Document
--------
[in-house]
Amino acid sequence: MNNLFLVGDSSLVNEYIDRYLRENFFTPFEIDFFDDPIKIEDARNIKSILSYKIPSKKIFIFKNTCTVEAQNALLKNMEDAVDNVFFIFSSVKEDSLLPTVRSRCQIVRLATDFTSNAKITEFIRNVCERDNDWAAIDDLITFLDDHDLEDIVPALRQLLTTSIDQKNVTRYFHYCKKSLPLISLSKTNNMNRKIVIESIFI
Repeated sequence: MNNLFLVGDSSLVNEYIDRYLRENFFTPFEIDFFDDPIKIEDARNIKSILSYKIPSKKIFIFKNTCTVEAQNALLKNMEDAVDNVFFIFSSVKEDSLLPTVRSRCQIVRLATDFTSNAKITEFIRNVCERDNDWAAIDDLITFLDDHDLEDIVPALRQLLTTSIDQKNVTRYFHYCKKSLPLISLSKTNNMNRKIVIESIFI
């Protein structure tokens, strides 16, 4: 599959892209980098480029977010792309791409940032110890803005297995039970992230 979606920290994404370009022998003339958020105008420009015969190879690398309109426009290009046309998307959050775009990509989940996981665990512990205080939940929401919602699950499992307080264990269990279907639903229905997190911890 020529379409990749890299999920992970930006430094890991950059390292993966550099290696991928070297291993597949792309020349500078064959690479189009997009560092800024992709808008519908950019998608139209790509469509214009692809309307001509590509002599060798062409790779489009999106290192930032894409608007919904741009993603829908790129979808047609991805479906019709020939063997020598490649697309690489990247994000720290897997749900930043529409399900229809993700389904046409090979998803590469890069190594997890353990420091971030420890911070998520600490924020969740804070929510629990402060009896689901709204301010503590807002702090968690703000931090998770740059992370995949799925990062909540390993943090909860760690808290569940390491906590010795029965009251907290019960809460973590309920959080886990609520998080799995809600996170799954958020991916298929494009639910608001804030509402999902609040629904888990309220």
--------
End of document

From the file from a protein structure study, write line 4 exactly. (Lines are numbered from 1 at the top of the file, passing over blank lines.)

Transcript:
């Protein structure tokens, strides 16, 4: 599959892209980098480029977010792309791409940032110890803005297995039970992230 979606920290994404370009022998003339958020105008420009015969190879690398309109426009290009046309998307959050775009990509989940996981665990512990205080939940929401919602699950499992307080264990269990279907639903229905997190911890 020529379409990749890299999920992970930006430094890991950059390292993966550099290696991928070297291993597949792309020349500078064959690479189009997009560092800024992709808008519908950019998608139209790509469509214009692809309307001509590509002599060798062409790779489009999106290192930032894409608007919904741009993603829908790129979808047609991805479906019709020939063997020598490649697309690489990247994000720290897997749900930043529409399900229809993700389904046409090979998803590469890069190594997890353990420091971030420890911070998520600490924020969740804070929510629990402060009896689901709204301010503590807002702090968690703000931090998770740059992370995949799925990062909540390993943090909860760690808290569940390491906590010795029965009251907290019960809460973590309920959080886990609520998080799995809600996170799954958020991916298929494009639910608001804030509402999902609040629904888990309220």